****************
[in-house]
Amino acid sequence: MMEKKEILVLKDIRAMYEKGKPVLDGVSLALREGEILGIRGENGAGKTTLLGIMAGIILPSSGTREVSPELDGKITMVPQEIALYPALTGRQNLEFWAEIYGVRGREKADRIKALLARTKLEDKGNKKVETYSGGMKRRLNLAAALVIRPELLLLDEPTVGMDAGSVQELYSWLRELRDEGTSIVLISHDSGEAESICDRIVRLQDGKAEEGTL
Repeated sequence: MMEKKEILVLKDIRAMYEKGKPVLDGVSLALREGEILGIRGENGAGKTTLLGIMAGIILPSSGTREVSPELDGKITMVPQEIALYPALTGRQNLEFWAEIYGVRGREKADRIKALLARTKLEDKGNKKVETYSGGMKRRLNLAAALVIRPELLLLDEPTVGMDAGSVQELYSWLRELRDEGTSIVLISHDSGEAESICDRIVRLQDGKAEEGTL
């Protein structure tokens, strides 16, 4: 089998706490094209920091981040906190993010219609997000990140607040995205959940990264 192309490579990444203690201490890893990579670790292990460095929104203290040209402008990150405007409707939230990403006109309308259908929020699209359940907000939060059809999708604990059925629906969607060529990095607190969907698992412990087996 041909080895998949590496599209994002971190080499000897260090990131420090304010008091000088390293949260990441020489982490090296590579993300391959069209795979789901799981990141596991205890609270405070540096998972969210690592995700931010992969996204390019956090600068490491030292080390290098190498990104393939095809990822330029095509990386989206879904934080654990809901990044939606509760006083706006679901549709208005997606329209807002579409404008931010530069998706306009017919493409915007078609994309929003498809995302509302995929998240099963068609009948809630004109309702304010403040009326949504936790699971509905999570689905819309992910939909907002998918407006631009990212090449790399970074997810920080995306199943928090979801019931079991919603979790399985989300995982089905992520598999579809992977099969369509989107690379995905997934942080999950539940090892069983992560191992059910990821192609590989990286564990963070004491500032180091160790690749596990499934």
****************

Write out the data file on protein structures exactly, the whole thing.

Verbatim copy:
[in-house]
Amino acid sequence: MMEKKEILVLKDIRAMYEKGKPVLDGVSLALREGEILGIRGENGAGKTTLLGIMAGIILPSSGTREVSPELDGKITMVPQEIALYPALTGRQNLEFWAEIYGVRGREKADRIKALLARTKLEDKGNKKVETYSGGMKRRLNLAAALVIRPELLLLDEPTVGMDAGSVQELYSWLRELRDEGTSIVLISHDSGEAESICDRIVRLQDGKAEEGTL
Repeated sequence: MMEKKEILVLKDIRAMYEKGKPVLDGVSLALREGEILGIRGENGAGKTTLLGIMAGIILPSSGTREVSPELDGKITMVPQEIALYPALTGRQNLEFWAEIYGVRGREKADRIKALLARTKLEDKGNKKVETYSGGMKRRLNLAAALVIRPELLLLDEPTVGMDAGSVQELYSWLRELRDEGTSIVLISHDSGEAESICDRIVRLQDGKAEEGTL
């Protein structure tokens, strides 16, 4: 089998706490094209920091981040906190993010219609997000990140607040995205959940990264 192309490579990444203690201490890893990579670790292990460095929104203290040209402008990150405007409707939230990403006109309308259908929020699209359940907000939060059809999708604990059925629906969607060529990095607190969907698992412990087996 041909080895998949590496599209994002971190080499000897260090990131420090304010008091000088390293949260990441020489982490090296590579993300391959069209795979789901799981990141596991205890609270405070540096998972969210690592995700931010992969996204390019956090600068490491030292080390290098190498990104393939095809990822330029095509990386989206879904934080654990809901990044939606509760006083706006679901549709208005997606329209807002579409404008931010530069998706306009017919493409915007078609994309929003498809995302509302995929998240099963068609009948809630004109309702304010403040009326949504936790699971509905999570689905819309992910939909907002998918407006631009990212090449790399970074997810920080995306199943928090979801019931079991919603979790399985989300995982089905992520598999579809992977099969369509989107690379995905997934942080999950539940090892069983992560191992059910990821192609590989990286564990963070004491500032180091160790690749596990499934």